But if solar panels can be bought for half the price of the same kW of wind then that's better. Modern panels are 350w each. With just 12 panels any unshared hose can generate more in a year than it consumes. A kW of gas not burnt generating electric is a kW the planet can save for when it's frigging freezing and we need it to survive! Only when solar is greater than daily requirement is to much solar a problem! clever factual video is fundamentally stupid in these few ways. Wind is not an option for 99% of houses. Solar works on all that aren't shaded by a forest

    Reply
  6. Colin Overton
    Colin Overton says:

    I thought about solar panels about a year ago when there was still a subsidy available. The costs including a battery was ~£10000, around 50 times my electricity bill per year. I did not go ahead.

    Reply
  7. ken pen
    ken pen says:

    I believe you are wrong, the solar mix is just as important as wind! The investment needs to focus if anything on renewable technology which provides all round energy, and the best for this type of renewable for this country is inline stream tidal turbines, currently being testes in Scotland with 3Gw turbine. I have solar on my roof which goes to a battery bank, and I have wired the parts of the house circuit off the grid I.e. ring main, and lights to operate all year round of the battery bank, without using the rid at all! And in the summer I has excess solar, which when it suits goes into my electric car. I built this myself, so no governments pay outs used here! If every house in the uk did this how much would we save on the gas generated power? The solar needs to be applied correctly and efficiently, which in my opinion means on very house roof top, solar farms are a waist of arable or brown sites land!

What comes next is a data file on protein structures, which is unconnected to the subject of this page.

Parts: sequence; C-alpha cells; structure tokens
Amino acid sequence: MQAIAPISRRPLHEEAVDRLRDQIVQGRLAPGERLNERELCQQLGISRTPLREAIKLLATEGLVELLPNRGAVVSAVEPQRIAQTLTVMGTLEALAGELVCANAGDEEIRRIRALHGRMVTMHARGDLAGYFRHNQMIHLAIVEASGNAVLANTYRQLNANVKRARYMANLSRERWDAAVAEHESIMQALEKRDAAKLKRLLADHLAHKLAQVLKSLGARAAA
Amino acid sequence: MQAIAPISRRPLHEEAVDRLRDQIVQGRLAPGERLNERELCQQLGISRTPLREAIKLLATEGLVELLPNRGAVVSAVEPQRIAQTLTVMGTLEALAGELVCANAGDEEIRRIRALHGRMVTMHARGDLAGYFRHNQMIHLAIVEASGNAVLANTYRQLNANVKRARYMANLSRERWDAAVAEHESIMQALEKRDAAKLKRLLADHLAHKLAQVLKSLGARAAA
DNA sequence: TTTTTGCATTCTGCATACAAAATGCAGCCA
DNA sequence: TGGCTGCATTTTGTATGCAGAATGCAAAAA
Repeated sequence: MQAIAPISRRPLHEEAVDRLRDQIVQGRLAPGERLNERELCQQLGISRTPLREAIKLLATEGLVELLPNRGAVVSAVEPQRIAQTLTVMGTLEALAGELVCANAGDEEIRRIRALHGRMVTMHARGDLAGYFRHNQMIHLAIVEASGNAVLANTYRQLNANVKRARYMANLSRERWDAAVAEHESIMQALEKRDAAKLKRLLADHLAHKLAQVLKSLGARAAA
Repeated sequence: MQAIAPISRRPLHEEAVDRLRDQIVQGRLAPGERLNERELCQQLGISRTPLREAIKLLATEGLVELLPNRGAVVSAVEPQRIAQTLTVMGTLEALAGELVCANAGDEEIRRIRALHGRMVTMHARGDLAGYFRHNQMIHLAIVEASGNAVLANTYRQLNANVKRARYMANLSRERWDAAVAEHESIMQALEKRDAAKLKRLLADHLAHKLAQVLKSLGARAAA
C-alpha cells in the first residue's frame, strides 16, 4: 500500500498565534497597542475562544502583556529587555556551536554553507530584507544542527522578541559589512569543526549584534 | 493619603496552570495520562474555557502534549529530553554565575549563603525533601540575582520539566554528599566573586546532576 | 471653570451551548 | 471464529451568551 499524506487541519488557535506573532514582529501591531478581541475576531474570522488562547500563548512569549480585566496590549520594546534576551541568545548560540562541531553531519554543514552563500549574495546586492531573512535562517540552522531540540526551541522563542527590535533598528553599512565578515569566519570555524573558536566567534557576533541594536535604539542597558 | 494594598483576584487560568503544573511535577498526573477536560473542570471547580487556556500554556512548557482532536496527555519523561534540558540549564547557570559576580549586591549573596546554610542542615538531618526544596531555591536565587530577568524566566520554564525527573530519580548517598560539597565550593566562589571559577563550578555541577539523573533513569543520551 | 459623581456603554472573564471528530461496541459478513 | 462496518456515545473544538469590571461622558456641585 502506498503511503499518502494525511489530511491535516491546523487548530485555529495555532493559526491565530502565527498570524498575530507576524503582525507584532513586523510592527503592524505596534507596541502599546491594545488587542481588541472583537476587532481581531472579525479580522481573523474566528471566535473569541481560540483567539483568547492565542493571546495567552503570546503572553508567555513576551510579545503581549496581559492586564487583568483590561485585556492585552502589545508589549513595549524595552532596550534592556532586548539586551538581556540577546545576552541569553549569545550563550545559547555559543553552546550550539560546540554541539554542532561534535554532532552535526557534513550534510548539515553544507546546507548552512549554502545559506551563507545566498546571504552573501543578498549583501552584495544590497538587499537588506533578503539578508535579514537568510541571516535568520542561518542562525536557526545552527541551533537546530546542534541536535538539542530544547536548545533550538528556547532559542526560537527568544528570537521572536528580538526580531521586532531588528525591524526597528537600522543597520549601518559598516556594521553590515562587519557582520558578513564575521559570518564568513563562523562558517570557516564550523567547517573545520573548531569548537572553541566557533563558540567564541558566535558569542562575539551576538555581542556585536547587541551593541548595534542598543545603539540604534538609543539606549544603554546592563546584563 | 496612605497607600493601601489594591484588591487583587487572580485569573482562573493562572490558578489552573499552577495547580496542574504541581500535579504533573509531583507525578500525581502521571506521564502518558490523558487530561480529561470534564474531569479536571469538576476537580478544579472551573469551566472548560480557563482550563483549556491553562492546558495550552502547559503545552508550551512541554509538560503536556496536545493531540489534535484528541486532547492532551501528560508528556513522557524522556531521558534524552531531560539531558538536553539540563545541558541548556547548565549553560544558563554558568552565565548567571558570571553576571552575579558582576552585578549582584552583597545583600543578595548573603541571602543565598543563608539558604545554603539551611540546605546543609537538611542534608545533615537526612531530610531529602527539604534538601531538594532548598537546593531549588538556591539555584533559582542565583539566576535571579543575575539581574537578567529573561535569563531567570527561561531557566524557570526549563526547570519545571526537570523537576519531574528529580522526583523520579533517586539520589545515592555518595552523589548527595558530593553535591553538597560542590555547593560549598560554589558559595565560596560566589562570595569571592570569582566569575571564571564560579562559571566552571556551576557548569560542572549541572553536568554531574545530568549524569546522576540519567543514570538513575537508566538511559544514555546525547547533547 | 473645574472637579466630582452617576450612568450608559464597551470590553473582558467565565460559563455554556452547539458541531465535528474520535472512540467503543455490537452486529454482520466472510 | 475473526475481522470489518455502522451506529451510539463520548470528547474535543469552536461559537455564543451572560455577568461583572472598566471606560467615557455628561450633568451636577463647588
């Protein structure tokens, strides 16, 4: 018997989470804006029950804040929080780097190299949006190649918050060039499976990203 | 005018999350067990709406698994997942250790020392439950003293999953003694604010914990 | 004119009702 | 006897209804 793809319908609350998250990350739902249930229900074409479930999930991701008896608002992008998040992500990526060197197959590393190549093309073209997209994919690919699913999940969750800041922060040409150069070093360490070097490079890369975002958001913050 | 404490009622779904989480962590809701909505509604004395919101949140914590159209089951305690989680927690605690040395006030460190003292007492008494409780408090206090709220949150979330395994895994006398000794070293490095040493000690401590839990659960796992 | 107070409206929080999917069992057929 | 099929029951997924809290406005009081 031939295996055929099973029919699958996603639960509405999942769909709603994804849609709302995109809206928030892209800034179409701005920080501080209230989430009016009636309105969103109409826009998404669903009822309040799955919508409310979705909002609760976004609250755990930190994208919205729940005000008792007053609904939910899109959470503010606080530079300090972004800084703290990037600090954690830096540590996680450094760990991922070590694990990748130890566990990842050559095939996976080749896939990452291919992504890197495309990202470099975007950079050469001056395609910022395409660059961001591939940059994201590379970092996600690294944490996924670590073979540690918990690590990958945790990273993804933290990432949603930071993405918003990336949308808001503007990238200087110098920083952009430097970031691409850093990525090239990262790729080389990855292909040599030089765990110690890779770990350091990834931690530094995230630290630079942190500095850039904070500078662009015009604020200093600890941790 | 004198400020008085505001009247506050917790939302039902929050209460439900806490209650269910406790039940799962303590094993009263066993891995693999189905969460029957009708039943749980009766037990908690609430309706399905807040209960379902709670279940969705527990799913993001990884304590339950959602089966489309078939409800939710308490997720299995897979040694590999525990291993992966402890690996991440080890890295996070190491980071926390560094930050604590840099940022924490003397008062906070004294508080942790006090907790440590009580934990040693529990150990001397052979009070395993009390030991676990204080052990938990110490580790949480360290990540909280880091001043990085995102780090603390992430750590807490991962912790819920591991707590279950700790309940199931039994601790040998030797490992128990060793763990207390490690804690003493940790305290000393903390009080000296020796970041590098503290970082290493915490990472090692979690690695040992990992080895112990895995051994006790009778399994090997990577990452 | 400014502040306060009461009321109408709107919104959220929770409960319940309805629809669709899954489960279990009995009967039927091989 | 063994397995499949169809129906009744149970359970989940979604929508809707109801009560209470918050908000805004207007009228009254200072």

Reply
  8. punto182
    punto182 says:

    Ok, it's took me some time to get round to replying properly;
    I'd like to ask what your views are on Domestic Heating, Hot Water & Electricity Supply?
    To clarify, what means/technologies/solutions do you suggest to carry out the above rolls and what level of CAPEX do you think should be involved.

    AS you are probably aware, subsidies are no longer in place for Solar in the UK.
    What are your views on a Subsidy Free Solar installation on a Domestic Property?

    May I also ask what your background is? as I don't wish to Patronise

    I'd like to add I have a British Passport, but don't live in the mainland UK it's self.
    The Local Govt. here has never offered subsidies for renewables, except customs with a reduced rate of VAT – but that is on other Domestic Refurbishment Works also..

    Reply
  9. Tim Tam
    Tim Tam says: